Vicinity’s upgrade to the original heating infrastructure is saving this historic building thousands in energy costs per year.
For over 40 years, the Boston district energy system has supplied steam to this iconic former bank building in the city’s bustling Downtown Crossing district. Under a renewed long-term agreement, Vicinity Energy has continued to supply ‘green steam’ to the building, which is used for heating and hot water. As part of this new 2015 agreement, Vicinity upgraded the building’s original heating infrastructure, while the building’s owners, the Clarendon Group, developed a steam condensate system that recycles waste heat to preheat domestic hot water – two creative solutions that are helping conserve water and reduce energy consumption and costs.
Built in 1925 and located along the historic Freedom Trail, 10-24 School Street has welcomed a wide variety of tenants in its 90+ year history. Originally constructed as an office and retail space for the former Boston Five Cent Savings Bank, the building space is now occupied by Walgreens Pharmacy. In a collaboration between the Boston Redevelopment Authority and the Clarendon Group, Walgreens Pharmacy has leased the space for its upscale flagship store since 2012, which includes a pharmacy, prepared food, a nail salon, juice bar and a sushi counter.
In 2015, Vicinity and Clarendon Group partnered on a renewed long term supply agreement for ‘green steam’ service to the building. Using Vicinity’s ‘green steam’ to provide heat and hot water avoids the upfront capital costs and space required for an onsite boiler plant, improves reliability and contributes to the Clarendon Group’s sustainability goals. This highly efficient steam is produced using advanced Combined Heat and Power (CHP) technology at Vicinity’s Kendall Cogeneration Station and distributed to the building through a series of underground pipes.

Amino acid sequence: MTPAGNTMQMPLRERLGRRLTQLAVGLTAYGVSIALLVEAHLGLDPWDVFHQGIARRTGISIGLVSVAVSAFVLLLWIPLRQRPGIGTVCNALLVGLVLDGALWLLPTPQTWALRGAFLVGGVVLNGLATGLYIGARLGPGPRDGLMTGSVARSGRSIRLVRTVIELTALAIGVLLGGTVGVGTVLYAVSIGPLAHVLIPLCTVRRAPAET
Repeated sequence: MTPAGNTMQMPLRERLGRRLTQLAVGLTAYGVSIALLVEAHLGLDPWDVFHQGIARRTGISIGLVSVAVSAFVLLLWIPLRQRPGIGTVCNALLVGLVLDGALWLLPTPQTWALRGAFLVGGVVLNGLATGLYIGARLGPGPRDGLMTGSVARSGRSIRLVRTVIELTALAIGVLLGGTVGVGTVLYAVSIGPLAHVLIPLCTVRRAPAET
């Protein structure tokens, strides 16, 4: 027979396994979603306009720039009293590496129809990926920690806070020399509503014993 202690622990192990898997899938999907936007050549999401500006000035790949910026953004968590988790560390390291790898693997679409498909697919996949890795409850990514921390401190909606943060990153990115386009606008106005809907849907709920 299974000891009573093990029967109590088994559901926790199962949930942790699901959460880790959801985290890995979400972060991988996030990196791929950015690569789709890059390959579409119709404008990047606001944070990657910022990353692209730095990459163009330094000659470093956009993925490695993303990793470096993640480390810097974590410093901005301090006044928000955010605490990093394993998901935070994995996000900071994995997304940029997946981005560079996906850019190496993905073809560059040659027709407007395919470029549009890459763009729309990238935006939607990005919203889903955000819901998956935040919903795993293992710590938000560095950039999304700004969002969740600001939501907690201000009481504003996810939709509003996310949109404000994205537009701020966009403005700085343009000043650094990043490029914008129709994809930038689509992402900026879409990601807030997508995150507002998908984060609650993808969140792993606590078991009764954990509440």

As part of this agreement, Vicinity also supported the upgrade of the building’s original heating infrastructure to a new, efficient system – removing unnecessary piping from the original steam system design and installing all new piping, valves, traps and insulation. Following the success of these upgrades, the Clarendon Group advanced another efficiency project in 2016 to reuse the waste heat in the steam condensate. Although this high temperature water is often cooled with city water and discarded as waste, the Clarendon Group sought creative ways to recycle the condensate. By installing a heat exchanger that uses condensate to preheat domestic hot water before it goes into an electric hot water heater, the building is saving on energy while also reducing its city water costs.
Through a combination of improvements, including reusing the condensate and new steam infrastructure, the Clarendon Group is converting former waste streams into usable energy, while also significantly reducing its costs. By reusing the condensate waste heat, the building is not only saving on sewer charges and city water costs for tempering the condensate, but also conserving water – one of our most precious resources. The Clarendon Group is continuing to improve its energy utilization with other planned efficiency projects in development to further reduce energy consumption. The upgrades have delivered immediate cost savings – resulting in an annual reduction of steam consumption by over 30 percent.